The SEC hasn't stopped Elon Musk. Will anyone?
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The SEC hasn't stopped Elon Musk. Will anyone?

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Good morning! When it comes to stopping Elon Musk from sending the markets into a tizzy with a single tweet, the SEC’s enforcement tactics just aren’t working. And Tesla’s board isn’t doing a great job of reining him in, either. I’m Owen Thomas, and Musk once called me “Silicon Valley’s Jayson Blair.”

If you come at the Technoking, you best not miss

Tesla doesn’t have a CEO but a “Technoking." Its CFO also goes by “Master of Coin.” The only title that seems to be missing on Elon Musk's small council is “Master of Tweets.”

For years, the SEC has been trying — and mostly failing — to curb Musk’s habit of sending markets gyrating with his tweets. After Musk falsely claimed on Twitter that he had secured funding to take Tesla private, the SEC charged him in September 2018 with securities fraud. Two days later, Musk, Tesla and the SEC settled. A key term of that agreement, which included $40 million in fines, was that Tesla would appoint a lawyer to review any market-moving tweets.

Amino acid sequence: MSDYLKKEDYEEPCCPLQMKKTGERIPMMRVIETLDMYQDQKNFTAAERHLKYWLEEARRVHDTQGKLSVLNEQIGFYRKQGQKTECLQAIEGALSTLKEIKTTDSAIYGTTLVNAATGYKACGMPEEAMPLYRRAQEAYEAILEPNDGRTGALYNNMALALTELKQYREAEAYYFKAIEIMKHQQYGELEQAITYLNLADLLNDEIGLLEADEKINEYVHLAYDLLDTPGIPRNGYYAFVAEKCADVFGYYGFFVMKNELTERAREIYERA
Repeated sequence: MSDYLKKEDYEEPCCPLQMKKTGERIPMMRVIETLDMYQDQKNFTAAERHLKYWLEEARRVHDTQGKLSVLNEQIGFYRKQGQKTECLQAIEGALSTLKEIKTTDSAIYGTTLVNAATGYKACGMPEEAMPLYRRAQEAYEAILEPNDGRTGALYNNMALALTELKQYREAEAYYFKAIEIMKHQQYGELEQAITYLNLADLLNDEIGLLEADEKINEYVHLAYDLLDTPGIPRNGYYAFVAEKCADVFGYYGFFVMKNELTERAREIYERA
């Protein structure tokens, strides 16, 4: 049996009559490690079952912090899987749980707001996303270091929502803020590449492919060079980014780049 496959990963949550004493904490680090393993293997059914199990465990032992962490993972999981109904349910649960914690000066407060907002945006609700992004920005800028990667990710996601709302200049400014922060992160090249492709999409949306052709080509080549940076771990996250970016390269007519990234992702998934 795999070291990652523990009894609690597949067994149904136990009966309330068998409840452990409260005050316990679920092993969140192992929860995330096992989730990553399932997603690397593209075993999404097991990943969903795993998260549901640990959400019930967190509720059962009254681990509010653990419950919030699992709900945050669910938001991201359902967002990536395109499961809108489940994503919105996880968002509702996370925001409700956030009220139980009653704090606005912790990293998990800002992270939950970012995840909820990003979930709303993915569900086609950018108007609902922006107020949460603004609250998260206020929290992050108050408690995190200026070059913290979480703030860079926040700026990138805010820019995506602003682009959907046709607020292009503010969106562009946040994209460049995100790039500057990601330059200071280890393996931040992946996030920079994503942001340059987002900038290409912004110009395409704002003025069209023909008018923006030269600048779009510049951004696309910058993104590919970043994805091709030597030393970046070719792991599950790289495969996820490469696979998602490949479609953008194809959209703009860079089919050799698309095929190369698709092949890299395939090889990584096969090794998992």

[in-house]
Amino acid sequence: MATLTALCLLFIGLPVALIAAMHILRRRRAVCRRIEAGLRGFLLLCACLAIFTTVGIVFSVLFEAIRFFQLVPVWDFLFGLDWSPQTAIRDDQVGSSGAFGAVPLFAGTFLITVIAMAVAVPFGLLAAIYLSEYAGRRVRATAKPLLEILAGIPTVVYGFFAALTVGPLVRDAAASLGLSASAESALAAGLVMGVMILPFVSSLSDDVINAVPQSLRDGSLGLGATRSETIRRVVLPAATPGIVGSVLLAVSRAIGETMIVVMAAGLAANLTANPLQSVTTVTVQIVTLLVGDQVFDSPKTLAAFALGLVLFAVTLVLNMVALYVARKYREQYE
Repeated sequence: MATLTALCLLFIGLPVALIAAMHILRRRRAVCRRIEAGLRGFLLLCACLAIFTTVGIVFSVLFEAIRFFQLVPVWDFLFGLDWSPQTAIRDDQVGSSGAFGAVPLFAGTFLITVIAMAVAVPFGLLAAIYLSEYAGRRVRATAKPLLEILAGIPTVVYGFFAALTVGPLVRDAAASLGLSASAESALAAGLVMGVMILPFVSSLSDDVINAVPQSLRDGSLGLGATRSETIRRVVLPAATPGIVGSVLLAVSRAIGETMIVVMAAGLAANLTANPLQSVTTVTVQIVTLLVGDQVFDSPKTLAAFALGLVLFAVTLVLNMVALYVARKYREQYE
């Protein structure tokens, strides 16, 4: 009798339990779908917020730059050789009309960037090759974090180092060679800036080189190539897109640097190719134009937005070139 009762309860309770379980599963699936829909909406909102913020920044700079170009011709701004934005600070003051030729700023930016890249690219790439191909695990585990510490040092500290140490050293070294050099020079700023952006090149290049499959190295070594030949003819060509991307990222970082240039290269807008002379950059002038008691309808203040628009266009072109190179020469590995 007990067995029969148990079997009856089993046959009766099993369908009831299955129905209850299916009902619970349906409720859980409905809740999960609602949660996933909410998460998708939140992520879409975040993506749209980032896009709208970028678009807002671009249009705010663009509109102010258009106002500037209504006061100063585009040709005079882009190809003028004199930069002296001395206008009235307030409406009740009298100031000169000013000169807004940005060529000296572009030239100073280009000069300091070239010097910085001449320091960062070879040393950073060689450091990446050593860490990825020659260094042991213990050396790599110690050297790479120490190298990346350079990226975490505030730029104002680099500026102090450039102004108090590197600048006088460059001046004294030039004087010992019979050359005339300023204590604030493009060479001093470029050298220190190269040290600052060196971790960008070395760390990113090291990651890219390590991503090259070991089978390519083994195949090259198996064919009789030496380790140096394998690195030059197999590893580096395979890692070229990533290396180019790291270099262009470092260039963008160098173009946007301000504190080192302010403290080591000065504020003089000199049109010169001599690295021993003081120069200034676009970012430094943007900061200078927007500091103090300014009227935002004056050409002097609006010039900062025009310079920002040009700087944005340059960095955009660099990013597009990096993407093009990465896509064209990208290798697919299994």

Three years later, there are still questions about how Musk is behaving. Tesla’s recently released annual report revealed that it had received another subpoena about whether the company was complying with key terms of the agreement.

  • The timing of the subpoena, received on Nov. 16, is telling: It came two weeks after Musk asked his tens of millions of followers if he should sell 10% of his Tesla stock — the kind of thing investors might want to know about.
  • It followed years of back-and-forth between the SEC and Tesla’s lawyers. After Musk tweeted that he thought Tesla’s stock price was too high, the agency noted Musk’s “repeated refusals to submit his covered written communications on Twitter to Tesla for pre-approval.” The lawyers claimed regulators were trying to “harass Tesla and silence Mr. Musk.”

Here’s a better question: What is Tesla’s board doing? Besides all its members cashing in their stock options, that is.